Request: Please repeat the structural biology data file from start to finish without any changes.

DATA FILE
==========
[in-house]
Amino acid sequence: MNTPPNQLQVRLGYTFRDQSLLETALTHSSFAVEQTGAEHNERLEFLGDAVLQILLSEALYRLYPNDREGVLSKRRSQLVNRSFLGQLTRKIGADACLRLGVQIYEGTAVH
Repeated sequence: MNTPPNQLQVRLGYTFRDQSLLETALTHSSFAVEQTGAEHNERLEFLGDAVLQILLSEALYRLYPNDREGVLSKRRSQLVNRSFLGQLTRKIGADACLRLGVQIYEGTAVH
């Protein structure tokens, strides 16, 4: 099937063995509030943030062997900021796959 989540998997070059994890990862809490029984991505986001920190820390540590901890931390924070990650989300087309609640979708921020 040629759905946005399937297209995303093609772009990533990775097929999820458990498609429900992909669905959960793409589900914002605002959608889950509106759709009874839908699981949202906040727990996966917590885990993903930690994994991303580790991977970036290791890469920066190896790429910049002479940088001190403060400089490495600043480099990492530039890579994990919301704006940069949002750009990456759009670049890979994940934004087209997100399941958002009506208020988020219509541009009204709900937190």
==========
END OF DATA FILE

[in-house]
Amino acid sequence: MNTPPNQLQVRLGYTFRDQSLLETALTHSSFAVEQTGAEHNERLEFLGDAVLQILLSEALYRLYPNDREGVLSKRRSQLVNRSFLGQLTRKIGADACLRLGVQIYEGTAVH
Repeated sequence: MNTPPNQLQVRLGYTFRDQSLLETALTHSSFAVEQTGAEHNERLEFLGDAVLQILLSEALYRLYPNDREGVLSKRRSQLVNRSFLGQLTRKIGADACLRLGVQIYEGTAVH
């Protein structure tokens, strides 16, 4: 099937063995509030943030062997900021796959 989540998997070059994890990862809490029984991505986001920190820390540590901890931390924070990650989300087309609640979708921020 040629759905946005399937297209995303093609772009990533990775097929999820458990498609429900992909669905959960793409589900914002605002959608889950509106759709009874839908699981949202906040727990996966917590885990993903930690994994991303580790991977970036290791890469920066190896790429910049002479940088001190403060400089490495600043480099990492530039890579994990919301704006940069949002750009990456759009670049890979994940934004087209997100399941958002009506208020988020219509541009009204709900937190």